As a child, I remember playing the game, “Follow the Leader.” If you were lucky enough to be the leader then you would have the power to control all of the actions of those behind you. Much like Simon Says, if they didn’t follow the leader then they were out of the game. That’s fine for a childhood game, but there seems to be an obsession with leadership in Christian circles these days. From sermons to books to whole ministries dedicated to the subject, it’s like it’s the most important thing in Christendom.
I remembered a conversation from a couple of years ago where someone implied that I was not a leader because people weren’t following me. So, I guess, it’s official. I am not a leader. Not in the worldly sense of the word, anyway. I don’t have a ton of friends on Facebook, and people don’t flock to me in real life either. But then I thought, “You know, if Kingdom leadership was measured by how many people are following you then Jesus wasn’t a very good leader, was He?”
Many people followed Jesus only insofar as they were getting something from Him. But the minute He gave them a hard message, they pretty much abandoned (His leader) ship. Even the twelve disciples weren’t always wholeheartedly following Him. And we know that at least one of them betrayed Jesus and all the rest of the disciples fled when the heat was turned up during the time of the cross. I guess true leadership isn’t measured by how many people are following you, after all.
Personally, I think the Church is missing the whole point when we major on the subject of leadership. In truth, we weren’t called to be leaders, we were called to be servants. As usual, we can find out what not to do by how Jesus’ disciples behaved. “An argument started among them as to which of them might be the greatest.” (Luke 9:46) Jesus had a beautiful way of turning the world’s definition of things upside down. His response elevated the worthy attitude of children and validated the least among us as the greatest. If you want to be the greatest, you’ve already got a problem, but if you are willing to be least by serving, then you will automatically be great in God’s Kingdom.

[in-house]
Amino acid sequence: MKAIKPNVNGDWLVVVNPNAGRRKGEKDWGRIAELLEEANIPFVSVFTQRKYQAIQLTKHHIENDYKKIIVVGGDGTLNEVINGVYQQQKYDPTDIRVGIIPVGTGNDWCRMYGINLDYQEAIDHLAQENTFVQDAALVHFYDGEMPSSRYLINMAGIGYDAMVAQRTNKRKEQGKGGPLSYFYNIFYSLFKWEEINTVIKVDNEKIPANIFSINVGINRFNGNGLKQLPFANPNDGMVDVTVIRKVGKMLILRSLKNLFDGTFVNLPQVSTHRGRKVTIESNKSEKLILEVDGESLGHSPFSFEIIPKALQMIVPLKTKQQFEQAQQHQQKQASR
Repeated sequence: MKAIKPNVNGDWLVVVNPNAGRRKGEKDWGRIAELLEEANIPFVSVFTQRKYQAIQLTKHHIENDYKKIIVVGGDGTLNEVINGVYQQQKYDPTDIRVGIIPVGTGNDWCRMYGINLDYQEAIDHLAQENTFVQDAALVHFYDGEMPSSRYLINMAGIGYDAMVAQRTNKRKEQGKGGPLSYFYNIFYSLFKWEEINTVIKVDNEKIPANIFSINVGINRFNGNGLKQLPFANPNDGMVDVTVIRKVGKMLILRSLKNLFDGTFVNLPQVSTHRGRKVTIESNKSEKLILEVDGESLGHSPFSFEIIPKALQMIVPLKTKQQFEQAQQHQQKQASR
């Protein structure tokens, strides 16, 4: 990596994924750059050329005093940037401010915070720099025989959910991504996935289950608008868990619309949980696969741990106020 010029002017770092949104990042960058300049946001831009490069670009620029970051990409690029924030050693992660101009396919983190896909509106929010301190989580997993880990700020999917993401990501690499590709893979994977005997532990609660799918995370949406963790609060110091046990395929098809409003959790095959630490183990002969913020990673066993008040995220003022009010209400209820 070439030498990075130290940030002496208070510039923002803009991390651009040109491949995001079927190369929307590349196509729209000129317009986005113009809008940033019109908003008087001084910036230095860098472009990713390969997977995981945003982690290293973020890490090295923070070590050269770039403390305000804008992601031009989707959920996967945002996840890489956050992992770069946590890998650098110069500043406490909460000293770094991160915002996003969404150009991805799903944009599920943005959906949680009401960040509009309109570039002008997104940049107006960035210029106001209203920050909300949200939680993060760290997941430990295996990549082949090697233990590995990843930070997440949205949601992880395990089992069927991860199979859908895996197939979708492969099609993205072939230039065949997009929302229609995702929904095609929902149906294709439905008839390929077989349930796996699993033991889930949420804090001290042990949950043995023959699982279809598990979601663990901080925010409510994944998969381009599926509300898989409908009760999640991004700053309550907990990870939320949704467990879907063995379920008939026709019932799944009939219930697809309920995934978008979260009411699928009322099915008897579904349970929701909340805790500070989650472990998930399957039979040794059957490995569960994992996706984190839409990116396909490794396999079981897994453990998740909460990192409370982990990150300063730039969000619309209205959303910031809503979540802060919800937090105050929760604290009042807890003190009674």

So, you may be saying, “See, Jesus preached leadership through serving. Jesus preached servant-leadership.” Did He? Consider Luke 9:26: “If anyone wishes to follow me, let him deny himself, and take up his cross daily and follow me.” While Jesus did mention servant leadership, it was in response to the pride expressed by those who wanted to lead. Other than leading people to Him, I don’t recall even Jesus being hyper focused on leadership. I think Jesus preached that we should follow Him and not worry about if anyone is following us or not. Case in point, John 21:22. Peter had just asked what would happen to John. Jesus answered, “If I want him to remain until I return, what is that to you? You follow Me!” You see how strong that last line is? YOU FOLLOW ME!
Leadership is important, but it is certainly not the goal of our Christian lives.
What if good leadership is actually a side effect of following Jesus rather than the goal?
I proudly admit that I’m not a leader, and humbly confess that I am a whole hearted follower of Jesus with the very satisfying side effect of incidentally leading some people to Him.
Yup. I think that’s a more accurate assessment of leadership for the Church.
So, my Christian sisters and brothers, perhaps we should stop trying to be leaders and start following THE LEADER, JESUS.
Thanks so much for reading!
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